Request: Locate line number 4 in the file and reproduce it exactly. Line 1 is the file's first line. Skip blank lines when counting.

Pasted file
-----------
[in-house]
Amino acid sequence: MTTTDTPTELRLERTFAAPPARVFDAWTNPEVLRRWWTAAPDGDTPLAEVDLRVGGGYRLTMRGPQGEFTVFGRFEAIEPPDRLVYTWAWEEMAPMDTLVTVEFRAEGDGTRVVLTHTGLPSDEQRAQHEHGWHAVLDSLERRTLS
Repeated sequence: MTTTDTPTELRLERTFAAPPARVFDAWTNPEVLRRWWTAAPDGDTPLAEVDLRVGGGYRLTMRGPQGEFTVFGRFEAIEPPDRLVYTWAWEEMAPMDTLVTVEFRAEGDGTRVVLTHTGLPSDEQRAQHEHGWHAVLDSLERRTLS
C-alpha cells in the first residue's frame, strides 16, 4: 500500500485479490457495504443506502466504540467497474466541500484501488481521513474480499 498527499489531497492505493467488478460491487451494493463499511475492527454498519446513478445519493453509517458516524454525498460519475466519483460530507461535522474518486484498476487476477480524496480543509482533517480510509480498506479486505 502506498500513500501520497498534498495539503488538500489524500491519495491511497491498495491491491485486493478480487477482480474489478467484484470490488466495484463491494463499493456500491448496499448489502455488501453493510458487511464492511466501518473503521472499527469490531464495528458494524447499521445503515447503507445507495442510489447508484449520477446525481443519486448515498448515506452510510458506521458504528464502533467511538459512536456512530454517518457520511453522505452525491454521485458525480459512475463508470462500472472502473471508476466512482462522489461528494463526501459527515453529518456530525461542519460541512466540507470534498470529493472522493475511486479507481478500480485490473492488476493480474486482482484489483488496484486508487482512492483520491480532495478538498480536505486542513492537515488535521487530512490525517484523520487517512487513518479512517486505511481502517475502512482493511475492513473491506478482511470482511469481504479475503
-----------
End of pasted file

C-alpha cells in the first residue's frame, strides 16, 4: 500500500485479490457495504443506502466504540467497474466541500484501488481521513474480499 498527499489531497492505493467488478460491487451494493463499511475492527454498519446513478445519493453509517458516524454525498460519475466519483460530507461535522474518486484498476487476477480524496480543509482533517480510509480498506479486505 502506498500513500501520497498534498495539503488538500489524500491519495491511497491498495491491491485486493478480487477482480474489478467484484470490488466495484463491494463499493456500491448496499448489502455488501453493510458487511464492511466501518473503521472499527469490531464495528458494524447499521445503515447503507445507495442510489447508484449520477446525481443519486448515498448515506452510510458506521458504528464502533467511538459512536456512530454517518457520511453522505452525491454521485458525480459512475463508470462500472472502473471508476466512482462522489461528494463526501459527515453529518456530525461542519460541512466540507470534498470529493472522493475511486479507481478500480485490473492488476493480474486482482484489483488496484486508487482512492483520491480532495478538498480536505486542513492537515488535521487530512490525517484523520487517512487513518479512517486505511481502517475502512482493511475492513473491506478482511470482511469481504479475503